Powdermaker filed suit against Hovnanian, raising a claim for breach of contract. Powdermaker alleged that by amending the contract to extend the inspection period, Hovnanian necessarily notified Powdermaker under section 5.4 of its intent to continue the contract, which triggered Hovnanian's contractual obligation to pay Powdermaker under section 5.4 because the contract was terminated after the notice of intent to continue. In short, Powdermaker believed that the amendment was Hovnanian's written notice under section 5.4 that it intended to continue the contract. Hovnanian answered and raised several affirmative defenses, including payment, release, failure to mitigate, and waiver. Hovnanian also raised a counterclaim for its attorney's fees, which it alleged were provided for in the contract: "Should either party be required to retain an attorney to enforce its obligations hereunder, the prevailing party shall be entitled to recover from the non-prevailing party its reasonable attorneys' fees incurred in such enforcement." Based on a jury-trial waiver in the contract, the trial court conducted a bench trial on February 17 and April 13, 2015. After Powdermaker rested its case, Hovnanian moved for judgment in its favor, which was denied. See Tex. R. Civ. P. 268. After both Powdermaker and Hovnanian closed, Hovnanian again moved for judgment, which the trial court denied.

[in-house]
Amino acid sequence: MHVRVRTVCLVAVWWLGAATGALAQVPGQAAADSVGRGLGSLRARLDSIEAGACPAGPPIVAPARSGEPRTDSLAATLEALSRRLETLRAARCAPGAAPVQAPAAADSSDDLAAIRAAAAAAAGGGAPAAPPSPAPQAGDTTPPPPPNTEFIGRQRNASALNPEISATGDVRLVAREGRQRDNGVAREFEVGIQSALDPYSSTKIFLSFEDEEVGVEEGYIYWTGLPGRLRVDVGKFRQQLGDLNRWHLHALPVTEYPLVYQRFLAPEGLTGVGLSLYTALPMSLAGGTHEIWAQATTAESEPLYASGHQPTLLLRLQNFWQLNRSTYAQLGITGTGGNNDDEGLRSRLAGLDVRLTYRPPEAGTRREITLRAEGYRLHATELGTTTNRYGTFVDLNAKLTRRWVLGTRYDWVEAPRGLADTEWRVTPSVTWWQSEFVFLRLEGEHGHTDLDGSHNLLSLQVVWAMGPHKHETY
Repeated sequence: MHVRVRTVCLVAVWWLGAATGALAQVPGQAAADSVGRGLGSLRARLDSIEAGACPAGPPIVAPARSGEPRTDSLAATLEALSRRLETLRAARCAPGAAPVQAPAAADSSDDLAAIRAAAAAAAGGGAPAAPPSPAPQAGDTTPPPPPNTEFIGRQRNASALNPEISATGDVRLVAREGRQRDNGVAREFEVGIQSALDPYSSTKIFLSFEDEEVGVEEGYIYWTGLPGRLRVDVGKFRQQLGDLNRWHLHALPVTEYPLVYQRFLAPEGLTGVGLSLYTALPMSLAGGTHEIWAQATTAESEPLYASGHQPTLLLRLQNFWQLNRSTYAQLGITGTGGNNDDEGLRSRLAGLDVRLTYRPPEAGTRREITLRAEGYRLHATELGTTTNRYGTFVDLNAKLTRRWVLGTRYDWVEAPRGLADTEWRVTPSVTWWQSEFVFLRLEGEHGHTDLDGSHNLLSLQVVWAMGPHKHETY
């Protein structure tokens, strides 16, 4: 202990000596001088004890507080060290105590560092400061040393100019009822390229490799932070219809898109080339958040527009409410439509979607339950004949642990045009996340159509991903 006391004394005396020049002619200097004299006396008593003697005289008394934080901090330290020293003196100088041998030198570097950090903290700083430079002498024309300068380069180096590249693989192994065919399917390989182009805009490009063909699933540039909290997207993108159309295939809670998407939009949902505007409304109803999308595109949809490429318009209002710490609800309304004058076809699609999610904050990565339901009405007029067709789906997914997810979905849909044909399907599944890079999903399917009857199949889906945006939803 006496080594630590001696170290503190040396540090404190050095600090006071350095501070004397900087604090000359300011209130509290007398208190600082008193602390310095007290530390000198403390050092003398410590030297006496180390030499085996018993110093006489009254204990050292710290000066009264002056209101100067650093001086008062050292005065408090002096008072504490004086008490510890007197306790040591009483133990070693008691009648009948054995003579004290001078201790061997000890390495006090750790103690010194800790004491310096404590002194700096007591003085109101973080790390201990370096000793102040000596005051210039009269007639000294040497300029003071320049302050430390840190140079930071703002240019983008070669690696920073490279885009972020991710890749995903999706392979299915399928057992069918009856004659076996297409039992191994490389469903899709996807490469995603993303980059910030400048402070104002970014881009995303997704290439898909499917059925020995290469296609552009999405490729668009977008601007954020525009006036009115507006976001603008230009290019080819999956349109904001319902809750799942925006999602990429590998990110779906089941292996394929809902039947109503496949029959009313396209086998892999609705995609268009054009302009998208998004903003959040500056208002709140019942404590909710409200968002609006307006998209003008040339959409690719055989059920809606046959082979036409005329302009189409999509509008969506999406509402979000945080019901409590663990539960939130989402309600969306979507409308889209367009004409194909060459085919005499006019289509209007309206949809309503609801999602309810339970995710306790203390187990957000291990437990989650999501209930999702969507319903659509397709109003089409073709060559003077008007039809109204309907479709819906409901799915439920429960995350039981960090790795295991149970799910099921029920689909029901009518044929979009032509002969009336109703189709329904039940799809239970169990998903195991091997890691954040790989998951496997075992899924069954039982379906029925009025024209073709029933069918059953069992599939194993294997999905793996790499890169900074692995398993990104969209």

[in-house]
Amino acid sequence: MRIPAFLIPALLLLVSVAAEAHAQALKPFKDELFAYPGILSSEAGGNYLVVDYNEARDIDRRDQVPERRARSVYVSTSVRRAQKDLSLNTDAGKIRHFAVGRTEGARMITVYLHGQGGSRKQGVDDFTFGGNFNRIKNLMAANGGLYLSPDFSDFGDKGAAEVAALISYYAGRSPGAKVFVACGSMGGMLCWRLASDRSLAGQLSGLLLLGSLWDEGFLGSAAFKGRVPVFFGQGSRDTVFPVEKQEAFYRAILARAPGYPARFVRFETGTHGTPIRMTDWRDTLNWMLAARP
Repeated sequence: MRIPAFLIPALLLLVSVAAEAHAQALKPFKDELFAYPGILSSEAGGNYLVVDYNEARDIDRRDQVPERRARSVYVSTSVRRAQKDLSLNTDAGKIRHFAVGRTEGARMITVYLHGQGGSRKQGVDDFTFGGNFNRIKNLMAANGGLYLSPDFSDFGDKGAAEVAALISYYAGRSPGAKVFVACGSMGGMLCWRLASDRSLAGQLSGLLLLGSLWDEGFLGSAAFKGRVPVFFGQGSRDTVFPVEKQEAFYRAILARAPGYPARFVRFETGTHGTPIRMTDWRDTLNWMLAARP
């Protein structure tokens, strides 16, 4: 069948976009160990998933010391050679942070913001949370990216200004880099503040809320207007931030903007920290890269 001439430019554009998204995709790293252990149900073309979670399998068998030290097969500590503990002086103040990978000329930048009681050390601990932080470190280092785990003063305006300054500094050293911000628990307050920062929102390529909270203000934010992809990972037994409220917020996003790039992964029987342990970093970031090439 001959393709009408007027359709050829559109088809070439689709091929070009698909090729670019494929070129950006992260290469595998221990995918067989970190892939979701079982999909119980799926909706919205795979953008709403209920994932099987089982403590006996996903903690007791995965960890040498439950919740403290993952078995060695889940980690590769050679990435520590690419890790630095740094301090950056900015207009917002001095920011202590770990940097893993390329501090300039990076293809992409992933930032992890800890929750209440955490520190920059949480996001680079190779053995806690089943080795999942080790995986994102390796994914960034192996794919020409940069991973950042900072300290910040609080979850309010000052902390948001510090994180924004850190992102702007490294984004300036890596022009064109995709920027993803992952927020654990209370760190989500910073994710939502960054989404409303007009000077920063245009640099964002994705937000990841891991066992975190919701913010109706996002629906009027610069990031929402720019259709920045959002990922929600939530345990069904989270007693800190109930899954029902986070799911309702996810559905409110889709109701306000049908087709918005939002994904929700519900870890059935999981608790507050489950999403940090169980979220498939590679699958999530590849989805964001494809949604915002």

On July 31, 2015, the trial court signed a final judgment in favor of Powdermaker, awarding it $348,500 in damages and $67,765.50 in attorney's fees, and rendered a take-nothing judgment on Hovnanian's counterclaim. Hovnanian filed a request for findings of fact and conclusions of law. See Tex. R. Civ. P. 296. The trial court entered findings and conclusions, concluding that the contract was unambiguous, finding that Hovnanian "gave written notice of its intention to continue the Contract in full force and effect," and finding that it thereafter "terminated the Contract pursuant to Section 5.4." The trial court concluded that this notice and subsequent termination triggered Hovnanian's duty to pay Powdermaker the liquidated damages provided in section 5.4.

Hovnanian appeals and argues that (1) the trial court's interpretation of the amendment as a notice to continue "is unsupported by the plain language [of the contract], fails to give meaning to each provision, fails to harmonize the provisions, and leads to absurd results" and (2) the evidence was legally, or alternatively factually, insufficient to support the trial court's implicit finding that the amendment was a written notice to continue. Powdermaker responds that the amendment was a notice of intent to continue that complied with the contractual notice requirements in section 14.5, rendering the trial court's interpretation of the contract legally correct, and that the evidence showed Hovnanian breached the contract by failing to pay the section 5.4 damages upon termination.